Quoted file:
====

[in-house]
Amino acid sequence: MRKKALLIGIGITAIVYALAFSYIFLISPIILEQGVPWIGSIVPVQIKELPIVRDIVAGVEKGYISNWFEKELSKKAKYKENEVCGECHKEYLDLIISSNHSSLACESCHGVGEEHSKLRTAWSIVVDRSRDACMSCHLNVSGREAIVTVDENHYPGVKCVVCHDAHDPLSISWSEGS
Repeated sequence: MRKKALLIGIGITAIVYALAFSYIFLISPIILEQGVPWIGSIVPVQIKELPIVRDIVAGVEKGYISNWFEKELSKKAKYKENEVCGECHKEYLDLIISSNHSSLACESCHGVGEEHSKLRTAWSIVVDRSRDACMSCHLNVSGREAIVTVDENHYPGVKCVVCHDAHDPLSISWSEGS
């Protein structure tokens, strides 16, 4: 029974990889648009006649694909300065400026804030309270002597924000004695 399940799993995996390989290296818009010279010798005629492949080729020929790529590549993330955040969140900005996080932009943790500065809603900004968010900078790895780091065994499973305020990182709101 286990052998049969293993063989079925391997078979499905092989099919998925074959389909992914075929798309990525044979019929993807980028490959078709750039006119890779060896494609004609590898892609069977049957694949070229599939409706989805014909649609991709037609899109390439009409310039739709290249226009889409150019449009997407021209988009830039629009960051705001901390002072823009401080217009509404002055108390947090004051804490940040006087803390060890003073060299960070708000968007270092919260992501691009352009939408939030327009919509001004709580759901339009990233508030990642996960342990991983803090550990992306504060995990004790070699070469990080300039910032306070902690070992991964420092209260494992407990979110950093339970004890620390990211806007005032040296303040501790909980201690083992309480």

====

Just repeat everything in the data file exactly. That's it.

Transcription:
[in-house]
Amino acid sequence: MRKKALLIGIGITAIVYALAFSYIFLISPIILEQGVPWIGSIVPVQIKELPIVRDIVAGVEKGYISNWFEKELSKKAKYKENEVCGECHKEYLDLIISSNHSSLACESCHGVGEEHSKLRTAWSIVVDRSRDACMSCHLNVSGREAIVTVDENHYPGVKCVVCHDAHDPLSISWSEGS
Repeated sequence: MRKKALLIGIGITAIVYALAFSYIFLISPIILEQGVPWIGSIVPVQIKELPIVRDIVAGVEKGYISNWFEKELSKKAKYKENEVCGECHKEYLDLIISSNHSSLACESCHGVGEEHSKLRTAWSIVVDRSRDACMSCHLNVSGREAIVTVDENHYPGVKCVVCHDAHDPLSISWSEGS
């Protein structure tokens, strides 16, 4: 029974990889648009006649694909300065400026804030309270002597924000004695 399940799993995996390989290296818009010279010798005629492949080729020929790529590549993330955040969140900005996080932009943790500065809603900004968010900078790895780091065994499973305020990182709101 286990052998049969293993063989079925391997078979499905092989099919998925074959389909992914075929798309990525044979019929993807980028490959078709750039006119890779060896494609004609590898892609069977049957694949070229599939409706989805014909649609991709037609899109390439009409310039739709290249226009889409150019449009997407021209988009830039629009960051705001901390002072823009401080217009509404002055108390947090004051804490940040006087803390060890003073060299960070708000968007270092919260992501691009352009939408939030327009919509001004709580759901339009990233508030990642996960342990991983803090550990992306504060995990004790070699070469990080300039910032306070902690070992991964420092209260494992407990979110950093339970004890620390990211806007005032040296303040501790909980201690083992309480």